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Fabulous Fictionalized Biographies: Trend or Genre?

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Children's literary trends extend far beyond the sparkly vampires and dystopian futures that gain so much fame and notoriety.  Most of them are subtle.  Sneaky.  There was one year, for example, when no less than three entirely different chapter books all involved sentient cheese in some way.  This is true.  Another year four independent butt-related picture books (Always Lots of Heinies at the Zoo, The Tushy Book, Chicken Butt, and Chicken Cheeks) all came out at about the same time.  There is no predicting what will cause such trends to appear.  This year we're seeing two independent and interesting picture book biographies of Jane Goodall come out while at the same time there are two different fictional picture books about families that adopt turkeys and then haven't the heart to eat them later.
 
Once a trend establishes itself as more than just a quirk or a passing fad it becomes a genre.  Genres are easy to identify and they make for good school assignments.  Most are well-known but recently I identified one that hasn't been much remarked upon, for all that it exists: Works of chapter book fiction based on the true lives of real people.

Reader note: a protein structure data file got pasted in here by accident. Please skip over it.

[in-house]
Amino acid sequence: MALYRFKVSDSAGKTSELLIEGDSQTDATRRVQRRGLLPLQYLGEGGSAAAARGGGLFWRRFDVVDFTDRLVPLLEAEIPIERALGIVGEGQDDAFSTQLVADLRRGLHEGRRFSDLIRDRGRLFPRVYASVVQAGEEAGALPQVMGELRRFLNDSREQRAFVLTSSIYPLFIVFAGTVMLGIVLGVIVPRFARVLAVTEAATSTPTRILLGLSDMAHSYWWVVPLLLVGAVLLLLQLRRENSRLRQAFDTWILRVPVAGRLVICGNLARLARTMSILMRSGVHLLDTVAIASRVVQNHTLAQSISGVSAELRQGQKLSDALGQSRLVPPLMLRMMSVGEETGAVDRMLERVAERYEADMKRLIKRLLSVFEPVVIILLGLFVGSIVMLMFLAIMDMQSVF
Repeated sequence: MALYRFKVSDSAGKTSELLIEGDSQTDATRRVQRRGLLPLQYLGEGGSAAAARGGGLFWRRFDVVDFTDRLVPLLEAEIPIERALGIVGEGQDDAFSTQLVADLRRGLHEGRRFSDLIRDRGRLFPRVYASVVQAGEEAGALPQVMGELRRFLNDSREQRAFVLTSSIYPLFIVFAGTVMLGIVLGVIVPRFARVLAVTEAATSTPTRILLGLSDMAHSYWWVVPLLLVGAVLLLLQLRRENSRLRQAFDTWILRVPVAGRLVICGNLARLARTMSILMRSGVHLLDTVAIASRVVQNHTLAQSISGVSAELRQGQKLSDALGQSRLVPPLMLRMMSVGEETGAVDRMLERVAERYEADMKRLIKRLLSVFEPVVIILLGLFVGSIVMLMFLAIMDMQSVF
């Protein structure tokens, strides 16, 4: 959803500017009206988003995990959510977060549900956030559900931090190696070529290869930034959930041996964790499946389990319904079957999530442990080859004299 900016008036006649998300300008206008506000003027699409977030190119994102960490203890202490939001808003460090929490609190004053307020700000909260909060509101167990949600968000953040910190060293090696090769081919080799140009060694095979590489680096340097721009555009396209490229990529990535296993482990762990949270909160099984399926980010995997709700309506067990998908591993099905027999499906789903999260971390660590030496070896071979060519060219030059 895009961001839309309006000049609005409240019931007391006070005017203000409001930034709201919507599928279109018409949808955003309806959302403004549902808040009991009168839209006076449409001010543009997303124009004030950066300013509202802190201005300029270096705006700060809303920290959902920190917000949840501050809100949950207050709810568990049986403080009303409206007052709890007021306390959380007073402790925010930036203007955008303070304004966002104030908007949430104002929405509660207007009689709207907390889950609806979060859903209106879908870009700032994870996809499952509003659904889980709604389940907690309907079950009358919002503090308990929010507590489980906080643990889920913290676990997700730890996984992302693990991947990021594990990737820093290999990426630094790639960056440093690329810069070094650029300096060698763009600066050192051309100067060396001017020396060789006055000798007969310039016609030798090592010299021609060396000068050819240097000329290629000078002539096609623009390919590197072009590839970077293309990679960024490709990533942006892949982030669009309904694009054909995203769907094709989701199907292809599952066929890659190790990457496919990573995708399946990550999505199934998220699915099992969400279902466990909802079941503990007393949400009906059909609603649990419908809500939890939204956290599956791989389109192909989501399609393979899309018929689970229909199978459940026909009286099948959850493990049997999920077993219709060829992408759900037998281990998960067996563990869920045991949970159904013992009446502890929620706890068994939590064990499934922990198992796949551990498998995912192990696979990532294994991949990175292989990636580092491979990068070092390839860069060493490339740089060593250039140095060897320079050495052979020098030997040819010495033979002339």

A step removed from biography, fictionalized biographies for children come out in spurts and starts.  They often acquire quite a bit of attention when they are published, but because they are so sporatic they have never been fully noticed.  Yet if you'd like to get your fiction-addicted kids interested in famous figures, I can think of no better way to fill them in on the facts than to choose one of these fabulous fictionalized bios:
 
The Dreamer by Pam Munoz Ryan, illustrated by Peter Sis
Subject: Pablo Neruda as a boy
Plot: Follows the dreamy boy who would one day become a poet as he struggles against his father's harsh family rule.  Evocative, with gorgeous illustrations by award-winning Peter Sis.
 
Subject: Sally Lincoln, sister of the future President
Plot: One of the rare titles to look at the sibling of a person destined for fame.  Sally's story examines Lincoln's humble beginnings and strife, including the time the family was kicked off of their Kentucky land.
 
Subject: Helen Keller
Plot: Annie Sullivan travels to the Keller family's home to attempt to help blind/deaf Helen, a spoiled but needy child.  This one makes for an ideal companion to any viewing of The Miracle Worker.
 
Zora and Me by Victoria Bond and T.R. Simon
Subject: Zora Neale Hurston
Plot: Zora just can't help but tell tall tales, so when she and her best friend find a dead body, you can bet she'll be the one to try and solve the mystery.  A great book that introduces kids to a too little lauded historical figure.

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